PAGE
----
9 October 2006 The United Nations today strongly condemned the reported nuclear test by the Democratic People’s Republic of Korea (DPRK), calling it “a grave challenge” that violates international norms, aggravates regional tensions and creates serious security issues for the world community.
The Security Council held consultations on the issue this morning, after which the President of the 15-member body for October, Japanese Ambassador Kenzo Oshima, told reporters that members strongly condemned the reported test and urged the DPRK to refrain from further testing and return to the so-called Six-Party Talks that have been seeking to resolve the issue of its nuclear programme.
Mr. Oshima said an expert-level meeting was scheduled later today to discuss a draft resolution. On Friday the Council warned the DPRK of unspecified action if it went ahead with the test, which it said would represent a clear threat to international peace and security.
In a statement issued by his spokesman, Secretary-General Kofi Annan said he was “deeply concerned” and also called for urgent resumption of the Talks between China, DPRK, Japan, Republic of Korea, Russia and the United States that have been going on sporadically in Beijing for several years.
“This action violates international norms of disarmament and non-proliferation, as well as the current international moratorium on nuclear testing,” the statement said. “It aggravates regional tensions in and around the Korean Peninsula, and jeopardizes security both in the region and beyond.”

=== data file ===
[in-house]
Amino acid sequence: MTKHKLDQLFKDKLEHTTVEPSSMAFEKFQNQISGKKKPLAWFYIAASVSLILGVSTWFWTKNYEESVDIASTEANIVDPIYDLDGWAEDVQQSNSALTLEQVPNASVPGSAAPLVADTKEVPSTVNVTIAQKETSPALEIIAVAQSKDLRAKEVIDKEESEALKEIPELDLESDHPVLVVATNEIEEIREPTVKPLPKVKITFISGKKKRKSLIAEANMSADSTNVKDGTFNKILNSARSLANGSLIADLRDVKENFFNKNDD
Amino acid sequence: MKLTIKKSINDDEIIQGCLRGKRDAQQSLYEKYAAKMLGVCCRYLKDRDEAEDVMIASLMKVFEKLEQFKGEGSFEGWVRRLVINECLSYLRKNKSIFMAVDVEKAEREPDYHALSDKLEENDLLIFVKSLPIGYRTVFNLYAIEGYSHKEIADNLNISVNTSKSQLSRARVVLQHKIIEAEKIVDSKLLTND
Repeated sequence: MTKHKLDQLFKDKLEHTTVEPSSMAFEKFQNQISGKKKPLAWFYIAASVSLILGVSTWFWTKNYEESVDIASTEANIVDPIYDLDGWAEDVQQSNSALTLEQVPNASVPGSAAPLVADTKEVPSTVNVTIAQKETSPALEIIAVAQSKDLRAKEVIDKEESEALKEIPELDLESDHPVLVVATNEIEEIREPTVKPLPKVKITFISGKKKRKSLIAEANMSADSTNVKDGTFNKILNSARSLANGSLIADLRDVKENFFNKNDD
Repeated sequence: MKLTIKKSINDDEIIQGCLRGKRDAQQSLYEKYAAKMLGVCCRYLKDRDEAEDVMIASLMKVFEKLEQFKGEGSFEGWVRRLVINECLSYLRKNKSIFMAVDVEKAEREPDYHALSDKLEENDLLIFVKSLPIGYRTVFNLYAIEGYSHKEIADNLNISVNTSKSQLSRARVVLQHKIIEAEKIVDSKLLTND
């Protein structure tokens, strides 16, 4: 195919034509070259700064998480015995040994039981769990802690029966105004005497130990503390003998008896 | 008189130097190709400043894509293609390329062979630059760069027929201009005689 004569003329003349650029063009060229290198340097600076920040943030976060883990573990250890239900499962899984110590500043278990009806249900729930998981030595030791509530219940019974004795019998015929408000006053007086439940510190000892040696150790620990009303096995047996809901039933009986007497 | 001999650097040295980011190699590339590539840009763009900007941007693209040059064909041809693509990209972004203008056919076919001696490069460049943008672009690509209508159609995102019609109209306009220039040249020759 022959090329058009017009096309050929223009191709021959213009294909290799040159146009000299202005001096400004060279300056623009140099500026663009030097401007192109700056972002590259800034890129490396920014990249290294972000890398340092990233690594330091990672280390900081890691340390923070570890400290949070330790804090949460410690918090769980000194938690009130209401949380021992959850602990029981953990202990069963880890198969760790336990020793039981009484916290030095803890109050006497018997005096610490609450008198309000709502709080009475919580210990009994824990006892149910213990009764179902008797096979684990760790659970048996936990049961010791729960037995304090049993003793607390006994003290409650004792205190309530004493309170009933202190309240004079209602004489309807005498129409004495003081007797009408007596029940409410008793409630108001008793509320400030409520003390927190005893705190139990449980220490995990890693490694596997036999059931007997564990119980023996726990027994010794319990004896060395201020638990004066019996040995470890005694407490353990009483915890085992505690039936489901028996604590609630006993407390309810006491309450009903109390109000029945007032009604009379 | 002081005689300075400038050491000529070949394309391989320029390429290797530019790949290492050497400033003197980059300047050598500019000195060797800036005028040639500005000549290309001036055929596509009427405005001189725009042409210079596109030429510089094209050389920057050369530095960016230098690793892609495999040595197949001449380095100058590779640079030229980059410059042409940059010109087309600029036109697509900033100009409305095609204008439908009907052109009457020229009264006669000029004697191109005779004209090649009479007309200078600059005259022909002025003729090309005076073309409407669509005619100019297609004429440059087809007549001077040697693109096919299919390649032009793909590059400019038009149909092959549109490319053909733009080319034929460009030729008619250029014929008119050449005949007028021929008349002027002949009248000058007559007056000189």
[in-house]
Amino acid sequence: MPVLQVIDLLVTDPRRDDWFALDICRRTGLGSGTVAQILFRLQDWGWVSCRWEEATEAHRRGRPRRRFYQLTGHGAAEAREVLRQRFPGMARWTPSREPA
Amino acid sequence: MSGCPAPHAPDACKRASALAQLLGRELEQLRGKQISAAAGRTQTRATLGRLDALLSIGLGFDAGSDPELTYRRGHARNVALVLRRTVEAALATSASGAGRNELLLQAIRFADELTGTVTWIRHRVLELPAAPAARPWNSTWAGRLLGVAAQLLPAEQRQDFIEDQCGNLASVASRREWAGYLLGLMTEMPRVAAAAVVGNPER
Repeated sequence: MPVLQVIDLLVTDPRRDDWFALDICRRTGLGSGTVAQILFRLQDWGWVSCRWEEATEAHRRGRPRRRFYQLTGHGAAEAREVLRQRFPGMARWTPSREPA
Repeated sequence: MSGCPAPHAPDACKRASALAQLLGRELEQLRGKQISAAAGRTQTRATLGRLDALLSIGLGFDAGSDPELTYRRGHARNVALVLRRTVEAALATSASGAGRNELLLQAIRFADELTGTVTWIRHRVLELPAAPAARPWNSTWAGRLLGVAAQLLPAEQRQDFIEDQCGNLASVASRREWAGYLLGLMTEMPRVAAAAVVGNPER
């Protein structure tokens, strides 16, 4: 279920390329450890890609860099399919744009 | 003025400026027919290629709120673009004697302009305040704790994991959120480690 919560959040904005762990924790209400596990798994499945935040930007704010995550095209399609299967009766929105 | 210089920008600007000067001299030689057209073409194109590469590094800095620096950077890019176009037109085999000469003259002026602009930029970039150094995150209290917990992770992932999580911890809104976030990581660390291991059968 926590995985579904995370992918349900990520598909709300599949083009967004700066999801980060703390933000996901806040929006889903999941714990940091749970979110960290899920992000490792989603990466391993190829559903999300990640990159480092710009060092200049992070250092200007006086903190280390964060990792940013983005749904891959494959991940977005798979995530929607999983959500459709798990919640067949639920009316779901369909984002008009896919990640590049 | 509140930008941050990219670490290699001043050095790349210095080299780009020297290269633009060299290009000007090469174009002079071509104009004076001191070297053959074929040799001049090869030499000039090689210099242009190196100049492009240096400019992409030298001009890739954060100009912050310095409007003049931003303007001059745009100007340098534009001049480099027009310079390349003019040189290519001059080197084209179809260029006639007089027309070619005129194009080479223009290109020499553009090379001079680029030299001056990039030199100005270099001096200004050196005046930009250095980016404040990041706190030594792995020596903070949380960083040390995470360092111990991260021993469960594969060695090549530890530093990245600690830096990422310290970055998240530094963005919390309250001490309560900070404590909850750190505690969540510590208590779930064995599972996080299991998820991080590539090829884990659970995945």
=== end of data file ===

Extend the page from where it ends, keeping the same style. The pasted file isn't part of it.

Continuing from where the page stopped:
Mr. Annan calls on all parties “to respond to this grave challenge in a constructive manner,” it added. “The Secretary-General views this test as yet another reason for the international community to renew its collective effort to bring the Comprehensive Nuclear-Test-Ban Treaty (CTBT) into force and to make progress towards multilateral nuclear disarmament.”
The head of the UN atomic watchdog agency also voiced serious concern. “The breaking of a de facto global moratorium on nuclear explosive testing that has been in place for nearly a decade and the addition of a new State with nuclear weapon capacity is a clear setback to international commitments to move towards nuclear disarmament,” International Atomic Energy Agency (IAEA) Director General Mohamed ElBaradei said.
“This reported nuclear test threatens the nuclear non-proliferation regime and creates serious security challenges not only for the East Asian region but also for the international community,” he added.
Dr. ElBaradei reiterated the urgent need, “more than any time before,” for establishing a legally binding universal ban on nuclear testing through the early entry into force of the CTBT. A resumption of dialogue between all concerned parties is “indispensable and urgent,” he said.